Matt Hancock is facing legal action for his failings in the protection of care homes during the pandemic, this case is likely to be one of many as the aftermath of alleged shortcomings in government policy become more apparent. Dr Cathy Gardner, whose father is a suspected COVID-19 victim, is pursuing a judicial review action on the basis that government guidance, allowing patients to be discharged from hospitals into care homes untested, was unlawful. Such guidance appears to defy all logic and understanding that the government had of the virus and its risks at the time. This, alongside misleading government statements that “a protective ring had been thrown around care homes” has caused widespread anger among families of residents.
Michael Gibson (Cathy’s father), an eighty-eight-year-old resident of a care home in Oxford died of ‘probable’ COVID on 3 rd April, this coming soon after another resident had recently been discharged from hospital into the home. At this time negative tests were not required prior to admissions into care homes, according to the guidance from Department of Health.
This issue was exacerbated by the lack of PPE provided to care homes whose residents were inevitably in the highest risk category. Unfortunately, the introduction of testing for discharges on the 15 th April came too late for Cathy, much like many others.
The case seeks to challenge the government alongside NHS England and Public Health England on the following grounds:
– Illegality: government guidance allowing untested patients into care homes was unlawful.
– Proportionality/irrationality: government policy of prioritising expanding NHS capacity was irrational and discriminatory.
– Violation of European Convention rights by failing to do “all that could have been required of it to prevent … life from being avoidably put at risk”.
– Breach of the National Health Service Act 2006 requiring it protect “the public in England from disease or other dangers to health”.
– Breach of the Equalities Act requiring equal and fair treatment of individuals with protected characteristics of age and disability and also potentially race.
Hancock had initially been served a pre-action letter outlining the claims against him and seeking an admission of responsibility. However, in response the health secretary’s lawyers rebutted the claim and stated that the government guidance permitting the release of untested patients was “not illegal”. The government also denied the claims in regard to the breach of the NHS Act 2006 and of Convention rights, stating that the convention should not enforce a “disproportionate burden on the authorities”. NHS England responded separately suggesting that the case would divert their attention away from the COVID crisis and instead to ‘time-consuming litigation’.
Dr Gardner labelled the reply as “shameful” and suggests the government is hiding behind “procedural objections” leaving the loss of “thousands of very vulnerable people(s)” lives unanswered for. She says: “There is no acknowledgement of any responsibility, nor is there any explanation as to why hospitals were advised to discharge patients into care homes without testing.”. Dr Gardner is not alone in her plight as more than 16,000 people have died from known or suspected Covid-19 in UK care homes; these numbers suggest a serious lapse of judgement in regard to government action. Several complaints have been raised concerning infection control in care homes, including thirty-five councils whom place blame on the discharging of hospital patients into inadequately prepared care homes, for the spread of the virus.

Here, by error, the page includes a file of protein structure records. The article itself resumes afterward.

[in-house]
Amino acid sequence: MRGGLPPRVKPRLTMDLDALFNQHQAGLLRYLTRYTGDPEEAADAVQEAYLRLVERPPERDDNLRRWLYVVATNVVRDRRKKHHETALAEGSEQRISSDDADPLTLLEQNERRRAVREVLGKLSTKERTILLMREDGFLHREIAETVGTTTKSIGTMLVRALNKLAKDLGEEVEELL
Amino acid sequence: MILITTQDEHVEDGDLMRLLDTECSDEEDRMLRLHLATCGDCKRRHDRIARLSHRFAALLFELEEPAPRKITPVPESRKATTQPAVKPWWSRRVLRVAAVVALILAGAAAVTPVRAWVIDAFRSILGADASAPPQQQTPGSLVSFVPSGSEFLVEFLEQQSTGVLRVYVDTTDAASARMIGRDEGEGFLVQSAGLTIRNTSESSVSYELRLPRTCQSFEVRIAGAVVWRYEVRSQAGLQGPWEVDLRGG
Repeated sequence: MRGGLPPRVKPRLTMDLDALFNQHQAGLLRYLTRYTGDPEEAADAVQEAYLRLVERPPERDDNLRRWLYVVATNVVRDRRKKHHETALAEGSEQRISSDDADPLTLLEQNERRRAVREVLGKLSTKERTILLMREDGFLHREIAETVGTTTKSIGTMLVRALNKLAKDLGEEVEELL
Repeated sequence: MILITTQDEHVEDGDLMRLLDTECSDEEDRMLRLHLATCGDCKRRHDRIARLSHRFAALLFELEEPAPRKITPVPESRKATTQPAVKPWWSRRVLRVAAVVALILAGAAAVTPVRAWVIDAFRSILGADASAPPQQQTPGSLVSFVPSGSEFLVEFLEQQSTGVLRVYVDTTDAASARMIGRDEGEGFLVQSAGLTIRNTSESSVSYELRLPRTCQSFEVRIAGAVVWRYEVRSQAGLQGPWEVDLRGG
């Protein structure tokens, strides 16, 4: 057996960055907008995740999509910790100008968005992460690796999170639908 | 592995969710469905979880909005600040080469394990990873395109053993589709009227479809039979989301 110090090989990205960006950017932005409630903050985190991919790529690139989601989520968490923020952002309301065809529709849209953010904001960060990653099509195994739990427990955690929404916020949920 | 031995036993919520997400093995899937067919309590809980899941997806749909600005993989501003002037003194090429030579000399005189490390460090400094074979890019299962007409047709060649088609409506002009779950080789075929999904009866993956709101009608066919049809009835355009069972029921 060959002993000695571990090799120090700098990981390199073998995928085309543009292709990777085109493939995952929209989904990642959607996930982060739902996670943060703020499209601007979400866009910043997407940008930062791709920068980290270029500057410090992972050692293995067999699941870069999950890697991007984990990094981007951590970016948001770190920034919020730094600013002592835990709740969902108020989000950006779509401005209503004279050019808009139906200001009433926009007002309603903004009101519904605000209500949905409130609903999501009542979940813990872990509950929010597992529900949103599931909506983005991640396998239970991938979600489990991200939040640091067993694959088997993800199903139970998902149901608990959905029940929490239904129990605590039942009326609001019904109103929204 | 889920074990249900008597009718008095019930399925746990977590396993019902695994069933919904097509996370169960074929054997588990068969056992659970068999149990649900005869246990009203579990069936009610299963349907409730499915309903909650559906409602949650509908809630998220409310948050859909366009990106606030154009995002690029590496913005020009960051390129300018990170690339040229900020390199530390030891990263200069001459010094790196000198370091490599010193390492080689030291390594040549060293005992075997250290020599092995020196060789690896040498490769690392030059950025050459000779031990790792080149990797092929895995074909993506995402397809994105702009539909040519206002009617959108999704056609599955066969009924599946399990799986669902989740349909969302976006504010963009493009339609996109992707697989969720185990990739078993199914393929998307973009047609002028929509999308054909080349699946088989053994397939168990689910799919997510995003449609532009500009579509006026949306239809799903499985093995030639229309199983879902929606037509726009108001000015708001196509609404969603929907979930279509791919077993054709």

Despite the inadequate reply, Dr Gardner, who is currently crowdfunding in order to cover her legal costs, wishes to further pursue the judicial review action. If the court deems Dr Gardner’s case to be arguable on a point of law and/or she is deemed to have standing, she will be granted permission and the claim will move to a substantive hearing.
You can find more here or here.
Legal Action over NHS Test and Trace
Reported by Louise Horn
Lawyers working on behalf of the Open Rights Group (ORG) have threatened to bring a case against Health secretary Matt Hancock and the Department of Health and Social Care (DHSC) if they fail to provide evidence of a conducted risk assessment by July 8 th . Both parties have been issued with a pre-action legal letter after the team has spent over a month asking for details on the matter.
According to this team, the government failed to conduct a Data Protection Impact Assessment (DPIA), that looks at how personal data, such as names, dates of birth, sex, NHS numbers, emails, phone numbers, is protected. These DPIAs are a mandatory legal requirement and make sure that individuals’ privacy and human rights are protected. It is alleged that the government has mishandled the personal data of over 150,000 individuals who entered their data through the coronavirus Test and Trace scheme, which was launched on the 28 th of May. This personal health data could be retained by the government and a variety of private companies engaged in this matter for up to two decades